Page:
Though some companies are dissatisfied with their IT outsourcing agreements, it's typically too costly and cumbersome to switch to a new provider, according to new research.
Only 20 percent of the corporations surveyed over the past six months by Input Research, a Vienna, Virginia-based consultancy, said they have considered not renewing agreements with their outsource provider when contracts expire.
Many companies said that their outsource provider is not responsive enough, or the contract does not provide any added business value. Also, some firms said that their deals aren't flexible enough to handle company growth or market price fluctuations.
Input senior analyst Albert Nekimken said it's difficult to gauge how many companies actually do renew a contract, change vendors, or bring the IT work back in-house when a deal ends. That's mostly because outsourcers aren't very forthcoming about disclosing their true contract renewal rates, he said.
"Vendors say they have a 90-percent renewal rate," Nekimken said. "They may think that or want that, but I don't think that's the reality."
Several analysts agreed that outsourcing contracts are probably renewed about 70 percent of the time, though contract lengths have become shorter over the past several years, partly driven by an ever-changing technology cycle.
Because of those changes, an increasing number of contracts are now renegotiated before the end of an agreed upon term, said Anne Gilroy, a spokeswoman at the Outsourcing Institute, a New York-based industry group.
"The seven-year contract isn't even discussed anymore," said Dean Davison, head of IT outsourcing research at Meta Group. "Five years is infinite."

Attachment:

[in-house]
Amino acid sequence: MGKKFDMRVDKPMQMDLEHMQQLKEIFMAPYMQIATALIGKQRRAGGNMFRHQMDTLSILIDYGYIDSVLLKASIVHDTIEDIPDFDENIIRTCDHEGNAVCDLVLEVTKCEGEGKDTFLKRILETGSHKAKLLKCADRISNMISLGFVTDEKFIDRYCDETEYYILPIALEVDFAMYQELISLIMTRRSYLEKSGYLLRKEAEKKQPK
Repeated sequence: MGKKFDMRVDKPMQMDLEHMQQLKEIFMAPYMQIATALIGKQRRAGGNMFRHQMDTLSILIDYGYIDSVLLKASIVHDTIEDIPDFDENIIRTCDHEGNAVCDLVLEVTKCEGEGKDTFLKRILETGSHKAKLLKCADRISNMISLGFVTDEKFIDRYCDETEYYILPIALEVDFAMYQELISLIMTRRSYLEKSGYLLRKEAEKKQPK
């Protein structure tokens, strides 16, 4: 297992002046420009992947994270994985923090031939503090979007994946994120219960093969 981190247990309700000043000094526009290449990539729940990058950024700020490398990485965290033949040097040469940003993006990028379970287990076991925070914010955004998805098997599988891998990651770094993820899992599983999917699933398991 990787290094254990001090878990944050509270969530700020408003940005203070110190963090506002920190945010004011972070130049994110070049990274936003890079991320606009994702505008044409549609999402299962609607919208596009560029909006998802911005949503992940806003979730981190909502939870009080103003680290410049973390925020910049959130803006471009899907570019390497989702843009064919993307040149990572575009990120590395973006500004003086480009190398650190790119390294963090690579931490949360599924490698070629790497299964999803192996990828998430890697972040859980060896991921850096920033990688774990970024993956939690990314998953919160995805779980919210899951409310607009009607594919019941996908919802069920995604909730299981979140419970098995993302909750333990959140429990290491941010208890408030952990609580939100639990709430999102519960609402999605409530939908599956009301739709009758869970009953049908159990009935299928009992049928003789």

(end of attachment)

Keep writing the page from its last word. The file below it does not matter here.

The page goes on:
Davison speculated that many companies are renewing not because they are pleased with the work, but because they've already invested too much in outsourcing and it would be prohibitively expensive to return to managing their own computer systems.
Customers are "frustrated to death with vendors who can't deliver on a promise," Davison said, though noting that these same clients do need to learn to draft better contracts and not accept vague terms in the place of concrete service levels, response times, availability, and pricing.
Failing to provide specific information is "one of the major failures" in the industry, he said.
Another problem arises when companies figure out that their agreements aren't meeting their business needs, according to Howard Lackow, a managing director at Transition Partners, a company that works with outsourcers.
While Lackow estimated that most firms do renew contracts with their existing outsourcing partner, he said he finds that too many companies depend on technical managers, rather than internal business experts, to negotiate contract service levels--which can often lead to poor business performance.
For example, a health care company Lackow worked with decided it wanted to measure how long a computer system took to return information to a call center operator.
What was really important, the company later discovered, "wasn't the response time but the quality and accuracy of the information the person was getting," he said.